7. By: Farid Makhlouf (ESC PAU - Ecole Supérieure de Commerce, Pau Business School); Refk Selmi (ESC PAU - Ecole Supérieure de Commerce, Pau Business School); Kamal Kasmaoui (ESC PAU - Ecole Supérieure de Commerce, Pau Business School)
    Abstract: Climate change and extreme weather events have led to a surge in natural hazards in Pakistan that have escalated into humanitarian disasters. Prior studies have largely documented the significant role of remittances in dealing with unforeseen natural disasters. This paper investigates the reaction of Pakistani migrants to natural disasters via remittances from 1972 to 2023. Using a flexible event-study methodology suited to examining the changes in remittances beyond expectation during a specific period of time, the paper compares the responses of remittances in different host countries namely Gulf Cooperation Council (GCC), Europe and North America Countries. Our findings reveal that the response is significant two (one) months after the events for GCC (Europe and North America), and tends to dissipate five months from the disaster occurrence (except for GCC). The intensity and the persistence of remittances'responsiveness (abnormal returns and volatility) depends on the nature of disasters, host countries'features and the economic conditions of migrants limiting their ability to send additional financial resources at home.Overall, migrant remittances may act as immediate and direct aid to households harmfully affected by disasters, substituting for the delayed arrival of official aid.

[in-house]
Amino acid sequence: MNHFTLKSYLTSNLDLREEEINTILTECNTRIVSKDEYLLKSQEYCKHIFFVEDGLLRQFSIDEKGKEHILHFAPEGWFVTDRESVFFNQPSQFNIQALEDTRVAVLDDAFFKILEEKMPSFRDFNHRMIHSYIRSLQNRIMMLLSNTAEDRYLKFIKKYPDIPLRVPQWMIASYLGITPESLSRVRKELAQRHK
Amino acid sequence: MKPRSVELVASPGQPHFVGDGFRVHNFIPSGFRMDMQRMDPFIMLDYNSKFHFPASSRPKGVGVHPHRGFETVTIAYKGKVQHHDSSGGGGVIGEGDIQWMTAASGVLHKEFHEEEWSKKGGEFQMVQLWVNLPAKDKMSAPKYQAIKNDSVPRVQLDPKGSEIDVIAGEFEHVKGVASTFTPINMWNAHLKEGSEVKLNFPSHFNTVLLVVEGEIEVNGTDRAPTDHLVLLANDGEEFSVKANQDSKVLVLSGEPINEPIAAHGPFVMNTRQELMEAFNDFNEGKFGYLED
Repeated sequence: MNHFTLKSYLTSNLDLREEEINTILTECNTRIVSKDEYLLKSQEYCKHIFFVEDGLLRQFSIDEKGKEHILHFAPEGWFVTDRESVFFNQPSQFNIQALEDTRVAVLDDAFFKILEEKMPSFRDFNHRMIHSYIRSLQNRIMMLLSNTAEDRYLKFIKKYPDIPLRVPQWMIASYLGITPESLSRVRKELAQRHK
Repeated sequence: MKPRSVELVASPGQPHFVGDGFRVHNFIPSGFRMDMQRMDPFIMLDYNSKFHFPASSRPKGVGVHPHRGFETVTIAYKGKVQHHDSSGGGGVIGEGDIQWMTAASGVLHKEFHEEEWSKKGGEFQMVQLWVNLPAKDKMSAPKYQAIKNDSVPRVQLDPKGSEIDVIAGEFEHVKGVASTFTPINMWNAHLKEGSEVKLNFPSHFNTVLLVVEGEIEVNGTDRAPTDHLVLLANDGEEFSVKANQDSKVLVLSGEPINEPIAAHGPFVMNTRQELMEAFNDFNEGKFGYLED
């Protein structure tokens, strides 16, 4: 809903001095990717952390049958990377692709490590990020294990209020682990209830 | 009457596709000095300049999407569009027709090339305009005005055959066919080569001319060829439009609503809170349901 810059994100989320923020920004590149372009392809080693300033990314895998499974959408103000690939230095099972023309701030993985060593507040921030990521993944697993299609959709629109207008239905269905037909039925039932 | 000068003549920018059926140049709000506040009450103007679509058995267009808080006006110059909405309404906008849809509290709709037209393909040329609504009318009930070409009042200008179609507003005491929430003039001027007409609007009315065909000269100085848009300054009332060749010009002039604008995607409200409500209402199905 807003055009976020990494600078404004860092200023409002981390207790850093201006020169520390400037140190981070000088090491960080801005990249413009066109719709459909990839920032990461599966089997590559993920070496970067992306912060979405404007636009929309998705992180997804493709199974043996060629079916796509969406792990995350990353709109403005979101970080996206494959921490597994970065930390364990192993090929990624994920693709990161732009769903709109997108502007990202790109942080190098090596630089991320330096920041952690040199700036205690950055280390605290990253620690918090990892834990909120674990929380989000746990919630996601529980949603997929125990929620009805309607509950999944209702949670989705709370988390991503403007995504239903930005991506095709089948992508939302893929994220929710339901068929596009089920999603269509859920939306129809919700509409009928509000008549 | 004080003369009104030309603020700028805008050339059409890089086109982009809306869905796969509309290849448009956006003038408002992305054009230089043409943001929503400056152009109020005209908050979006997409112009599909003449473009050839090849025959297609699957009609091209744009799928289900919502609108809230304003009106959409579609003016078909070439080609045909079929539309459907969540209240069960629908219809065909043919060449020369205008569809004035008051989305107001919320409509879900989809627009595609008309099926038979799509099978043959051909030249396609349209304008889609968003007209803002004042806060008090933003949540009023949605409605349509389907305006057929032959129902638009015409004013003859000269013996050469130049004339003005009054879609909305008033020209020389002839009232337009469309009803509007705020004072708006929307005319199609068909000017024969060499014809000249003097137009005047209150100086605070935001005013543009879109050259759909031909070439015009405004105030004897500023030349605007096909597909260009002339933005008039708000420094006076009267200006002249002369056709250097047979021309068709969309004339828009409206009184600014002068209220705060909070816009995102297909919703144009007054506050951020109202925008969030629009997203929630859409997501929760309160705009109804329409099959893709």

Keywords: Remittances, Natural Disaster, Pakistan, Event study methodology, Abnormal returns, Volatility